I totally figured I wouldn’t be able to ride today due to an all-day seminar, but I got out at 4 pm, felt the mild temps (mid-40s), looked at the sun still hovering tantalizingly high in the sky, and decided if I raced back to the office and changed I could be on the bike with enough daylight left. Of course, things always take longer than you think they will, and by the time I was rolling it was a little before 5 pm with sunset looming at 5:18 pm. Okay, so this was my chance to seriously test out the sleek, stylish Lezyne headlight that I got for Christmas, which to this point I’d not had the courage to try beyond flashing mode during early dusk. Heading out at dusk felt a bit weird—like I was doing something naughty—but the crisp air was invigorating and my legs quickly showed themselves to be on good form. I got to the Spoede/Clayton turnaround right at sunset, and as I trialed back along Clayton I watched the western sky morph from light yellow to burnt orange to fire red! Things started getting seriously dark as I approached Hwy 141, and I switched the headlight from flash to continuous mode. At that point 400 lumens seemed quite bright enough, and with my crazily flashing tail light all cars coming from behind seemed to have no problem seeing me and moving over well before passing me. Just as the darkness started spooking me I turned down Baxter and away from all the traffic on Clayton. The dark solitude of the empty road was a completely different experience, and I almost automatically I got in the drops and started pushing hard on the smooth, brightly lit pavement in front of me. By now darkness had completely taken hold, and I switched the headlight to overdrive (800 lumens), which was more than enough to see the road in front of me and not feel like I was flying blind. One last effort up the Highcroft climb produced not only a nice PR but nabbed 3rd overall before the final stretch back to the office. I think now that I’ve experienced night riding, I’ll try doing some of the lightly traveled country roads out where I live and see what real night riding is like.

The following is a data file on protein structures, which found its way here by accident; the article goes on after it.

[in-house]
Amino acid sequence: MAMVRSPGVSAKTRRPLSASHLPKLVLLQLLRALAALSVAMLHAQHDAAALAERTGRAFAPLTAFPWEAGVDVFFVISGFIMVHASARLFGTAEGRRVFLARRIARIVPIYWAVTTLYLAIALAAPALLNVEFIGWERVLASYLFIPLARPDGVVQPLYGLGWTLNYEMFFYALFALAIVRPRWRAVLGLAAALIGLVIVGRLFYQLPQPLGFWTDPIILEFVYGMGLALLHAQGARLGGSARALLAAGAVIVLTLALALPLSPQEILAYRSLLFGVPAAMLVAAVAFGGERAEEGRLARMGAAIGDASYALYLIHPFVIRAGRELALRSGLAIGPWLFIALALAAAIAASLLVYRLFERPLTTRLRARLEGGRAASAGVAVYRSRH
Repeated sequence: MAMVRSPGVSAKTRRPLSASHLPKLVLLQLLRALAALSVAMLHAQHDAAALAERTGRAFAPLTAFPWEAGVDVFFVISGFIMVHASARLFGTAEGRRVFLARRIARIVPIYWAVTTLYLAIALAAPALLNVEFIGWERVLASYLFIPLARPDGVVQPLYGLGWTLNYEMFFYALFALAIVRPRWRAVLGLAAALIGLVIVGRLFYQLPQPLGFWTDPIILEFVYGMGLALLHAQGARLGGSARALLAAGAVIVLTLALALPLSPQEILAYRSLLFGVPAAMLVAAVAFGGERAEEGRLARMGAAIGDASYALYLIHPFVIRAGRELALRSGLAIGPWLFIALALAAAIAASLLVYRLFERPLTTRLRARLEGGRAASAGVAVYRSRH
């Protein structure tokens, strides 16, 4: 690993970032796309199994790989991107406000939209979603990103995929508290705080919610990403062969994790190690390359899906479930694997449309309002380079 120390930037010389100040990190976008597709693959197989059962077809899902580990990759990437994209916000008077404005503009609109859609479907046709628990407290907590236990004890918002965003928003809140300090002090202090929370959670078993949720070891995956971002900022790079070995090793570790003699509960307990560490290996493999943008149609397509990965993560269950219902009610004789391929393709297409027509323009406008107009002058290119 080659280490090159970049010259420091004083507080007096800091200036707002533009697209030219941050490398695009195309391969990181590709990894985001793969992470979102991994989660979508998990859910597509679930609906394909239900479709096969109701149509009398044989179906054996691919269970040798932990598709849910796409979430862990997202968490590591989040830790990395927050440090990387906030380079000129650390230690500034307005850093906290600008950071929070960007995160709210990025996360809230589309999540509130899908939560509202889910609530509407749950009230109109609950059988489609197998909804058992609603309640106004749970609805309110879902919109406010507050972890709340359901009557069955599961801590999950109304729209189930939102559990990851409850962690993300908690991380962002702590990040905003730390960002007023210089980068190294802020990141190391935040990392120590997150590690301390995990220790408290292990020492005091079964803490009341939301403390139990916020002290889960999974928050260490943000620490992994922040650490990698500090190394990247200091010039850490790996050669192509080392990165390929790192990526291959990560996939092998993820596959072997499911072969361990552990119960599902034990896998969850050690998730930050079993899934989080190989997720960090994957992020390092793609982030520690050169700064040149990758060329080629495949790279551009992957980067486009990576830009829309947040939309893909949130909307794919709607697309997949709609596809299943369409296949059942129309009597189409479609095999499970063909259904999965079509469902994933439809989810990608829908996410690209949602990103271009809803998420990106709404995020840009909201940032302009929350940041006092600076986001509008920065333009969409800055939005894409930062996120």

© Ted C. MacRae 2015

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LOOK KG486 Resurrection

LOOK KG486 w/ Dura Ace 10-speed components and Reynolds Assault carbon clincher wheelset.

LOOK KG486 w/ Dura Ace 10-speed components and Reynolds Assault carbon clincher wheelset.

After hanging in my garage for six years with a cracked top tube, I had my 2005 LOOK KG486 frame repaired by Calfee Design. (You may recall that I crashed this bike in the 2008 Missouri State Time Trial.) Calfee did a beautiful job, and the frame looks brand new. All three main tubes were clear coat carbon finish in the middle fading to black at the junction points, and the crack on the top tube was right at the transition from the clear coat to black finish with a LOOK logo on the top tube right at the break point. Replicating the original finish with logo would have been quite expensive, so I opted to just have the whole top tube finished in black without a logo, while the down tube and seat tubes remain in the original condition. I think it looks great and cannot tell where the repaired area is or that it’s not the original finish.

The repaired section of top tube is right in the middle of this photograph.

The repaired section of top tube is right in the middle of this photograph.

I had the bike rebuilt as part of a larger project to upgrade my 2009 LOOK 585 Pro Team by transferring the Dura Ace 10-speed drivetrain from the 585 to the 486. I also had the rear rim of my 2013 Reynolds Assault carbon clincher wheelset repaired and put these on the 486. These aero wheels and the aero shaping of the slightly heavier 486 frameset will make this a nice ride for milder, open terrain and the occasional time trial. My 585, on the other hand, is getting all new Dura Ace 11-speed drivetrain with DA-24 carbon clincher wheelset. Über light frame with light, low profile wheels will make this an awesome bike for the hills in my area. I’ll have pics as soon as that bike is done, but first I need to send the replacement fork to Calfee for repainting (original LOOK forks are hard to find, and when came across a silver one I grabbed it!).

© Ted C. MacRae 2014